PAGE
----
The book provides a new integrative way of thinking of the origin of Earth’s carbon and how to think about surface-interior exchange of carbon throughout Earth’s history. It also showcases the new and improved estimates of the fate and amounts of carbon throughout Earth, especially the extent of volcanic degassing and how much carbon returns to deep Earth through subduction and other processes. It also reviews advances in the study of diamonds and what they can tell us about the deep carbon cycle throughout Earth’s history.

C degassing
Carbon dioxide forms visible plumes from active volcanoes, but it less obvious when emitting from dormant or inactive volcanoes and hydrothermal systems. Large amounts of carbon dioxide can come from areas of diffuse degassing, like hot springs, and also reacts with groundwater. Credit: From Werner C, Fischer TP, Aiuppa A, Edmonds M, Cardellini C, Carn S, Chiodini G, Cottrell E, Burton M, Shinohara H, Allard P (2019) Carbon Dioxide Emissions from Subaerial Volcanic Regions. In Orcutt BN, Daniel I, Dasgupta R, eds. 2019 Deep Carbon: Part to Present. Cambridge UK: Cambridge University Press.

Several technological advances are highlighted in the book, including the DCO-supported Panorama instrument, which allows researchers to determine the origins and processes of formation of a methane sample. Analyses of methane from around the world show that there are a few types of sites where methane is created abiotically, without the aid of microbes or involving the breakdown of old organic matter.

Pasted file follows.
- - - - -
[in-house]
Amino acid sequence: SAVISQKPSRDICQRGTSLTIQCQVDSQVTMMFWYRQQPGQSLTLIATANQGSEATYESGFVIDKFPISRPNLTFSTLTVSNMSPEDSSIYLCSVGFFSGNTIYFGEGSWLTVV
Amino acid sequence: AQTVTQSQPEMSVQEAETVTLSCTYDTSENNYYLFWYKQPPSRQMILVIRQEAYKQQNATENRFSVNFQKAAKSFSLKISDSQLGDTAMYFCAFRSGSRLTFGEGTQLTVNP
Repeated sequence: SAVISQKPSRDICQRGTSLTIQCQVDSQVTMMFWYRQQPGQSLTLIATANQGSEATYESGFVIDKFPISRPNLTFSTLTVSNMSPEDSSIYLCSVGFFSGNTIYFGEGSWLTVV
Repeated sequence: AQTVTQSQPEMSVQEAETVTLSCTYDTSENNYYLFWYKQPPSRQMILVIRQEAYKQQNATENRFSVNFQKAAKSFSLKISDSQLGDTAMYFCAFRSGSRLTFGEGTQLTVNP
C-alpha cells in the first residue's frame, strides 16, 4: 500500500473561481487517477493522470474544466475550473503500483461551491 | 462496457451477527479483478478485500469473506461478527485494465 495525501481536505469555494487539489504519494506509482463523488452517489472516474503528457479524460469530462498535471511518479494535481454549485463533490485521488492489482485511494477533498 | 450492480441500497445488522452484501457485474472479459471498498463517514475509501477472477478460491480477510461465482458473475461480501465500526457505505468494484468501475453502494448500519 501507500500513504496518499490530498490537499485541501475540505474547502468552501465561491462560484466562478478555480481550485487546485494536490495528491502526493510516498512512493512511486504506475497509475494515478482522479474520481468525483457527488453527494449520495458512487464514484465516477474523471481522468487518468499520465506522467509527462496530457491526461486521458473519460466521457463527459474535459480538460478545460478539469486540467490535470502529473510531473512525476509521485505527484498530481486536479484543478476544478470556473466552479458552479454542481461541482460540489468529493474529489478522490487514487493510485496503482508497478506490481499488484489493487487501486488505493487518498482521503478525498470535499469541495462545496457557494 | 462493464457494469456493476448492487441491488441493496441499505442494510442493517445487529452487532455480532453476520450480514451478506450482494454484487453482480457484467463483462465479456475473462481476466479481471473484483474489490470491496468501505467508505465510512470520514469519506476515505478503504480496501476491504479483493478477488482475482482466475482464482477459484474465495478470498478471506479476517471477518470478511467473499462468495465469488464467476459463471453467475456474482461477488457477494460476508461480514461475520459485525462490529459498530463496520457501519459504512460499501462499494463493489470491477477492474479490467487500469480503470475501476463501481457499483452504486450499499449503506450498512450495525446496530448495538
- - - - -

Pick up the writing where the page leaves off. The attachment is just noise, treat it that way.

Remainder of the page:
Additionally, the book reveals advances in modeling and how these new tools are helping scientists to understand how carbon bonds with elements such as hydrogen and oxygen under the extreme pressures and temperatures that exist in deep mantle. These molecules are surprisingly different from those occurring at the surface, and yield interesting results, especially when they react in tiny nanopores and cracks within rocks.